Sunday, September 30, 2012

Biel/Bienne, Switzerland

Switzerland, with a population of only eight million, has FOUR official languages. Around 65% speak German, 25% French, 6.5% Italian and .5% Romanish. The German-speaking Swiss are in the north, the French-speaking in the south and the Italian-speaking in the east. I'm telling you this because the city of Biel/Bienne straddles the language boundary between the German and French-speaking parts of the country. In 2005 the city's name was officially changed to Biel/Bienne and with a population of 50,000, it's Switzerland's largest bi-lingual city. What does that mean? Well, it means every street sign in Biel/Bienne is in German AND French like the one in this photo. Also, just imagine if you are a company sellings consumer products in Switzerland which means listing ingredients on the packaging in multiple languages. 
Biel/Bienne's old town isn't very big but, it has some cool statues overlooking fountains. This (I think) is blind justice.
 Here's a closer look at the stoic beauty (blind justice?).
This woman is cradling a sheep with a gargoyle next to her. What's up with that?
 Here's a close-up. The ugly gargoyle with the belly is the green thing.
Here's a fearless knight. Don't forget the fountains are spewing out cold water which is great for filling up the water bottle on my bike.
Close-up of the fearless knight.
Close-up of the area below the fearless knight's feet. Note the date (1540) and the ugly mug of who knows who.
Oh, oh, gotta take a photo of my restaurant buddy.
Quite a few famous watchmakers have their factory and head office in Biel/Bienne. This is Omega's headquarters.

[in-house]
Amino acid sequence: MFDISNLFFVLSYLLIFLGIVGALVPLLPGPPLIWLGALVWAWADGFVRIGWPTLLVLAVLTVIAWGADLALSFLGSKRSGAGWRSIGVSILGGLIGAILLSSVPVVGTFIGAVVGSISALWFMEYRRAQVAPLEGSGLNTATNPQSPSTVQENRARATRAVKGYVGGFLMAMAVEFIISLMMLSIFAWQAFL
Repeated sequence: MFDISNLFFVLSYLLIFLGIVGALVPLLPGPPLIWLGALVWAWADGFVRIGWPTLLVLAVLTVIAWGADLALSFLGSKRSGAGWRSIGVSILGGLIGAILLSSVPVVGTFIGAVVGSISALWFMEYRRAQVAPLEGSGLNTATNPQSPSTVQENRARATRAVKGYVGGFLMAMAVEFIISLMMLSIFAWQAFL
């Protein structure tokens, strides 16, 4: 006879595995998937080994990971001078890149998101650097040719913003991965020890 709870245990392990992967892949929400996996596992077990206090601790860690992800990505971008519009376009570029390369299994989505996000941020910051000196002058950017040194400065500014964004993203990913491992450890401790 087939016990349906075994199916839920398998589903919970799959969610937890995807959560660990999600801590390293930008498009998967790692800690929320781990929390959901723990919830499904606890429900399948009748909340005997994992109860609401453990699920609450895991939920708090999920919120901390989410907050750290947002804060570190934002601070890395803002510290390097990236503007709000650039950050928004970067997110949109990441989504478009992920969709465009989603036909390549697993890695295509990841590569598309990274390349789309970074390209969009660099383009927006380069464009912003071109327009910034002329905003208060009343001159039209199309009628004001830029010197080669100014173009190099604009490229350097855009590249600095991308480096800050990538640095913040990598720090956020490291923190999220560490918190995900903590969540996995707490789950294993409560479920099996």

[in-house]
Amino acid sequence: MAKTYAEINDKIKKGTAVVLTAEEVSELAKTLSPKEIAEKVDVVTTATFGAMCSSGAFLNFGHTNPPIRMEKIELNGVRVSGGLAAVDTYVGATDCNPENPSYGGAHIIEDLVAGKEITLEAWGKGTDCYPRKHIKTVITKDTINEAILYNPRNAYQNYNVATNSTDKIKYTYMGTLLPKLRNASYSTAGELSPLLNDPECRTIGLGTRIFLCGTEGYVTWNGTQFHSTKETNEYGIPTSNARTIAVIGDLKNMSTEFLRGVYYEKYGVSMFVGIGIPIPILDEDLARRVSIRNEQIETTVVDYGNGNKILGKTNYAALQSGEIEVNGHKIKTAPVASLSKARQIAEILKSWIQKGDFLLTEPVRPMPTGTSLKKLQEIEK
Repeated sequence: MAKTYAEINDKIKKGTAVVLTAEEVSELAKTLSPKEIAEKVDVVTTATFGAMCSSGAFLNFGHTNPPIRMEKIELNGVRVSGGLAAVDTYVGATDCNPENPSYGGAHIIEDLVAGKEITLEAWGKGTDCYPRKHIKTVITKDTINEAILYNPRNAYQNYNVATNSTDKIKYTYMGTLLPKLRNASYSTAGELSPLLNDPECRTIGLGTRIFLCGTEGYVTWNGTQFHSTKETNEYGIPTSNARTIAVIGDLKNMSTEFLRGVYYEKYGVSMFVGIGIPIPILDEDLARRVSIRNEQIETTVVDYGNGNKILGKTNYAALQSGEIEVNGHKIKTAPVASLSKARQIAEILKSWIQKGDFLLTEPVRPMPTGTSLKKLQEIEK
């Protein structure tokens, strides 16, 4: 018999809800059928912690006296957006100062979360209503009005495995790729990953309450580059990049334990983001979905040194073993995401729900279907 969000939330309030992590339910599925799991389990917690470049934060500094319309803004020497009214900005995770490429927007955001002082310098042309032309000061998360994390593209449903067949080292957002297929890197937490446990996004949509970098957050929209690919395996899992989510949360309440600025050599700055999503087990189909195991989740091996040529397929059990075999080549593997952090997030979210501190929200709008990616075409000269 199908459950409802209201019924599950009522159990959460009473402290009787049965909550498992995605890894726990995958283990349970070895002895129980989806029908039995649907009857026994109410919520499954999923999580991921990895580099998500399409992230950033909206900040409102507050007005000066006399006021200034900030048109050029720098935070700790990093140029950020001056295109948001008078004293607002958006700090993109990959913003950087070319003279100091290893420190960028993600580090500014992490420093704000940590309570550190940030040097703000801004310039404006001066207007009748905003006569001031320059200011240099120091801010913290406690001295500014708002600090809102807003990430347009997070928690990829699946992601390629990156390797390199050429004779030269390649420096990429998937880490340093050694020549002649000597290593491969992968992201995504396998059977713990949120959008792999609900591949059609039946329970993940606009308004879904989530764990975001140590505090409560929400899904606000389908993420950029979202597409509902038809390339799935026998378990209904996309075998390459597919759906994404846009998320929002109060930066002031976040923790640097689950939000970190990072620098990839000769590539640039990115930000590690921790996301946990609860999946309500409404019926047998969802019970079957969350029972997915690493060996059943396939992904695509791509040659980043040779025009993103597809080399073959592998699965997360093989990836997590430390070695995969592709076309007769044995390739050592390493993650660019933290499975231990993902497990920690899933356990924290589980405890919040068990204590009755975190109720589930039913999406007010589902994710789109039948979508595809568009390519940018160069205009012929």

This is the edge of town in Biel/Bienne. It's hard to see in this crummy photo I took but, there's a road in the distance and I watched as a farmer strung a rope across the road to stop traffic. A herd of cows were grazing in a field and they started hoofing it down the road (see next photo).
Walking single file, the cows obediently returned looking like they've done the walk hundreds of times.
Biel/Bienne lies at the foot of the Jura mountains. My bike and I hopped on the funicular and in a few minutes were way above the city.
View of Biel/Bienne from last stop of funicular.
So, way above Biel/Bienne stands the village of Magglingen. It's a spectacular setting with idyllic farms, forests and as you can see--great views.
See this turn-of-the-century grand hotel. It's not your normal hotel. The Federal Office of Sport, the Switzerland federal government's center for expertise in sports, is headquartered up here. It's also a training center for athletes. This former hotel (with incredible views) houses athletes.
This is the head office for the Federal Office of Sport. It's built on a very steep cliffside with additional floors below this plaza area.
The sports training area is scattered over several miles with a slew of modern buildings mixed-in with farms and forests. This is the gymnastics building.
Name a sport and they have a facility here. Basketball, volleyball, archery, badminton, cycling routes, running trails, soccer fields, tennis courts, hockey, swimming complex--it goes on and on. Very impressive.

Saturday, September 29, 2012

Malmo, Sweden

Many a time I've said the city hall building will set the tone for a place. Is it a new modernistic structure or a drab concrete slab from the 1950's? Or in Malmo's case, a link with its past. Originally built in 1546, its facade was redefined in 1846 in the Dutch Renaissance style. What's not that unusual in Europe (as in the case here) when you walk around to the back of the building you'll find a modern building attached to this historic and beautiful structure.